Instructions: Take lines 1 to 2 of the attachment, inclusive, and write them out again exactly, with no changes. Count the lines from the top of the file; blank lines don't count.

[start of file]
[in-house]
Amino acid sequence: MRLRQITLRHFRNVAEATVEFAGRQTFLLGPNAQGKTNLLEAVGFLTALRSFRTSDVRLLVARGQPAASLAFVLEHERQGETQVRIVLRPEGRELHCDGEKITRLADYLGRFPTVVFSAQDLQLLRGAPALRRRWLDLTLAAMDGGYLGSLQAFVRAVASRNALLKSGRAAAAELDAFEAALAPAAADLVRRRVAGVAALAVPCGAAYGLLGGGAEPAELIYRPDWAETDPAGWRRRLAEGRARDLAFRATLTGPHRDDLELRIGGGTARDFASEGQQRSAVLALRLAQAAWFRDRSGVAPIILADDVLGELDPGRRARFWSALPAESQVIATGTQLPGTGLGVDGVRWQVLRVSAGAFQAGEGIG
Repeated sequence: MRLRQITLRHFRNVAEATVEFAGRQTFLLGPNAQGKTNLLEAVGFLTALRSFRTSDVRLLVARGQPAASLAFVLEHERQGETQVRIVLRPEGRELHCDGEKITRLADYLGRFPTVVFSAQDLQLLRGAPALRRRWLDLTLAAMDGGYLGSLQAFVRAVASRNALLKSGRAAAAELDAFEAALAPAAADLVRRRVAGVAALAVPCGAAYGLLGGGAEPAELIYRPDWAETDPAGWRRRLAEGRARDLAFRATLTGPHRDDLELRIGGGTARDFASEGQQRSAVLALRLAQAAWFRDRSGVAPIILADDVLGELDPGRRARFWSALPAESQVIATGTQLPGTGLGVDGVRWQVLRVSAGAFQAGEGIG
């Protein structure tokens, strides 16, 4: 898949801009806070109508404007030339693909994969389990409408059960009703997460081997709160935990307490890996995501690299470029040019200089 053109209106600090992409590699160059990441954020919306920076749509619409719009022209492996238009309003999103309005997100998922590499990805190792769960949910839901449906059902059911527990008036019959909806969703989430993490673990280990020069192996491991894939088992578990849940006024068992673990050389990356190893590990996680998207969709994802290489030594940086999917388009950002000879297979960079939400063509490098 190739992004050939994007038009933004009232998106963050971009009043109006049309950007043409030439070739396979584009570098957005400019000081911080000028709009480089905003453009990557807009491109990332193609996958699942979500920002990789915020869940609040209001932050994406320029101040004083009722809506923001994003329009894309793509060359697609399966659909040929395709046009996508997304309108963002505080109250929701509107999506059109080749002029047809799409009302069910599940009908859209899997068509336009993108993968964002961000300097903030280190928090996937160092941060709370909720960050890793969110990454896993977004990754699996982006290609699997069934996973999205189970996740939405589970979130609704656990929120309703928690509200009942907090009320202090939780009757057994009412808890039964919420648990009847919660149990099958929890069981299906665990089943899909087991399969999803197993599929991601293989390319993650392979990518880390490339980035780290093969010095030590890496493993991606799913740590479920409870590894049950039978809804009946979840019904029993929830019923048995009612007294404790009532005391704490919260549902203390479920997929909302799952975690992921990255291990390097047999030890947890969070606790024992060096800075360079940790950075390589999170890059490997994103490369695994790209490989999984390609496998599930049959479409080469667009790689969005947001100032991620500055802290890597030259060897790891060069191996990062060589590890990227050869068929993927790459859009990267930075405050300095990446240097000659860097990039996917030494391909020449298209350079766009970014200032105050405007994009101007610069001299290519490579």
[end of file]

[in-house]
Amino acid sequence: MRLRQITLRHFRNVAEATVEFAGRQTFLLGPNAQGKTNLLEAVGFLTALRSFRTSDVRLLVARGQPAASLAFVLEHERQGETQVRIVLRPEGRELHCDGEKITRLADYLGRFPTVVFSAQDLQLLRGAPALRRRWLDLTLAAMDGGYLGSLQAFVRAVASRNALLKSGRAAAAELDAFEAALAPAAADLVRRRVAGVAALAVPCGAAYGLLGGGAEPAELIYRPDWAETDPAGWRRRLAEGRARDLAFRATLTGPHRDDLELRIGGGTARDFASEGQQRSAVLALRLAQAAWFRDRSGVAPIILADDVLGELDPGRRARFWSALPAESQVIATGTQLPGTGLGVDGVRWQVLRVSAGAFQAGEGIG